ATTORNEYS GENERAL: Scaled-Back Settlement Evolving
The recent round of talks between state attorneys general and the tobacco industry represents a new phase "of lowered expectations." The New York Times reports the deal as it currently stands falls far short, from a public health perspective, of the ill-fated $368.5 billion settlement negotiated in June 1997. Under the new agreement, the major tobacco companies would pay about $200 billion over 25 years to the participating states. Also included is "$25 million a year for 10 years for a new national foundation to look at ways of reducing teenage smoking" and $300 million annually over five years for anti-smoking ads and smoking cessation campaigns. The Times notes that the "tenor of talks has also been markedly different this time," as many court decisions have recently been decided in favor of the industry. Furthermore, some state attorneys general involved the talks, like Dan Lungren (R) of California and Dennis Vacco (R) of New York, can benefit in the fall elections by touting a successful tobacco settlement. The current settlement proposal would award the two states "more than $10 billion each."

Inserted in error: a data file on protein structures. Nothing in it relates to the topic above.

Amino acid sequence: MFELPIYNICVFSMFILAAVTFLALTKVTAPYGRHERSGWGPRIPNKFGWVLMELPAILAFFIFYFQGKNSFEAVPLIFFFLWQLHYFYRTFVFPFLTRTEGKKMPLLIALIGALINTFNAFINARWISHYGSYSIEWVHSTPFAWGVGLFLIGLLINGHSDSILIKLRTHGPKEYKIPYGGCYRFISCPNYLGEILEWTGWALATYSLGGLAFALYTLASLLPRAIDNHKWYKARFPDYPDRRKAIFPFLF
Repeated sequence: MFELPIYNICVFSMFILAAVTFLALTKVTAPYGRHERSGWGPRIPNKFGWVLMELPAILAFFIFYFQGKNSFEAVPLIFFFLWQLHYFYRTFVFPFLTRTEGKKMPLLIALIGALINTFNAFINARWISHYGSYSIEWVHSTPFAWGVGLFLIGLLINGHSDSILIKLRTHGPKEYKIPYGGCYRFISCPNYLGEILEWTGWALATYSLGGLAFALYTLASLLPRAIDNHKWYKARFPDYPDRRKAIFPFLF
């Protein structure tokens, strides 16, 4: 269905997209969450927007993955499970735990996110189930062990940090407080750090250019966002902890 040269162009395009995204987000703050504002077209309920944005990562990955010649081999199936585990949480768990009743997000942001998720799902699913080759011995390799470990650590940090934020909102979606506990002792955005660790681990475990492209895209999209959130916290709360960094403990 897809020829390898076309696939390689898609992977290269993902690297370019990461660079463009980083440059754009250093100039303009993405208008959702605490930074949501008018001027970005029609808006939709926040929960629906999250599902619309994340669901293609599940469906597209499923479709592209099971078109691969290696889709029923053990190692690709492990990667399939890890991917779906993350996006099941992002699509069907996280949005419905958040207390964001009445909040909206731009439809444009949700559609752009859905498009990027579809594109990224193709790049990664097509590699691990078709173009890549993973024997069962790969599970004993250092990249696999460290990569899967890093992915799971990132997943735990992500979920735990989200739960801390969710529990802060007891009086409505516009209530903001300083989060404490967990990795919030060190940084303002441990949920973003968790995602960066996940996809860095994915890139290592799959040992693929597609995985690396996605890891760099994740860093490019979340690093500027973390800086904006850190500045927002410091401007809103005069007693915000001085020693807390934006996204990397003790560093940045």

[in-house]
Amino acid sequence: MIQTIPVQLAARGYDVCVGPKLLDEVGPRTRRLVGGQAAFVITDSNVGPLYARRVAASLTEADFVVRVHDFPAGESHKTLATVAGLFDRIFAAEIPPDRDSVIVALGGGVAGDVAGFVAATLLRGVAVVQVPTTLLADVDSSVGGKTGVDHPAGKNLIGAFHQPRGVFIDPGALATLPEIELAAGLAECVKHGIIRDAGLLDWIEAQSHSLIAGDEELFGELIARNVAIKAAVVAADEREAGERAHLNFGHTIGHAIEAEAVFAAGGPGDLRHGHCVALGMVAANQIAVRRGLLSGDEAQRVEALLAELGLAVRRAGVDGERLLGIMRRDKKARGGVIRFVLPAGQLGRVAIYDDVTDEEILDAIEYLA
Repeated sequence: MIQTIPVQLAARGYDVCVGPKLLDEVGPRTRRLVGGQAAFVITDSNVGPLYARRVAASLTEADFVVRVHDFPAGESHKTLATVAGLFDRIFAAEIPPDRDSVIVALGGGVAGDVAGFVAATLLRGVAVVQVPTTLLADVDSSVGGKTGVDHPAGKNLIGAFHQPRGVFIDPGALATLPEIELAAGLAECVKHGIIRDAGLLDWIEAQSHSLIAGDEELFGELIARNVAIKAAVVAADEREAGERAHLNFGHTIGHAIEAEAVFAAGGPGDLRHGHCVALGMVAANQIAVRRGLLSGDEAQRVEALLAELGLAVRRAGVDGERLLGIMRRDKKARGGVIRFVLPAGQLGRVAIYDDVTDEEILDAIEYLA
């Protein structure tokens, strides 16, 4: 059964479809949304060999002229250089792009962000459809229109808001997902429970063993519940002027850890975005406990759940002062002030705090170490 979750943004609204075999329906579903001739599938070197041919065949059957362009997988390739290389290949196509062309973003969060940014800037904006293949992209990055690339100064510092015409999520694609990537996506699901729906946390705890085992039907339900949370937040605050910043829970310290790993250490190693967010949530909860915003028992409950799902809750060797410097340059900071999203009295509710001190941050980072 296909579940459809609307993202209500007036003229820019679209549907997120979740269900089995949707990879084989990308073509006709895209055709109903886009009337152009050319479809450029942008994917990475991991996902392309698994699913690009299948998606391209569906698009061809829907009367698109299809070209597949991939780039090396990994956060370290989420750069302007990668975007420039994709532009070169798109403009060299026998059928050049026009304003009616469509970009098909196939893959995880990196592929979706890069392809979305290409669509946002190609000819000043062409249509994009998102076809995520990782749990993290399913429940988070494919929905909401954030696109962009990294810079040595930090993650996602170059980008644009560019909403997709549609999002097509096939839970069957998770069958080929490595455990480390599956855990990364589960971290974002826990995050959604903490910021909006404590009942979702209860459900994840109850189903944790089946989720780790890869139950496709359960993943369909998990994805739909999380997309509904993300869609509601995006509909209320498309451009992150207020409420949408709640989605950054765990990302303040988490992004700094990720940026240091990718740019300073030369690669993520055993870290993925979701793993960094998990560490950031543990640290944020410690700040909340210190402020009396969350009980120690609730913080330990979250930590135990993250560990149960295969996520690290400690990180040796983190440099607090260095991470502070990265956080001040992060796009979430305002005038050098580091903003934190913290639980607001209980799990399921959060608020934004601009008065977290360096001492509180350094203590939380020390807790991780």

Many Are Disappointed
The reserved nature of the current settlement outline has public health officials and representatives from many states miffed. "Some anti-smoking advocates said" the proposal still allowed cigarette makers too many means by which to market their products to teens. Matthew Myers of the Campaign for Tobacco-Free Kids said, "The problem is that it leaves so many avenues open it is difficult to predict that it will have a positive effect." Sources familiar with the talks noted that tobacco companies would still enjoy the right "to use a number of marketing tools, including using human figures like the Marlboro Man in advertisements and placing promotional signs outside stores, apparently even in areas close to schools." The deal is being reviewed in New York today by a group of about 10 states believed most likely to oppose it, including Connecticut, Maryland, Massachusetts, Michigan and Wisconsin. Although most states are expected to sign on to the proposal, the "fate of the plan could rest with these 10 states, which may decide to battle the companies in court rather than settle" (Meier, 10/6).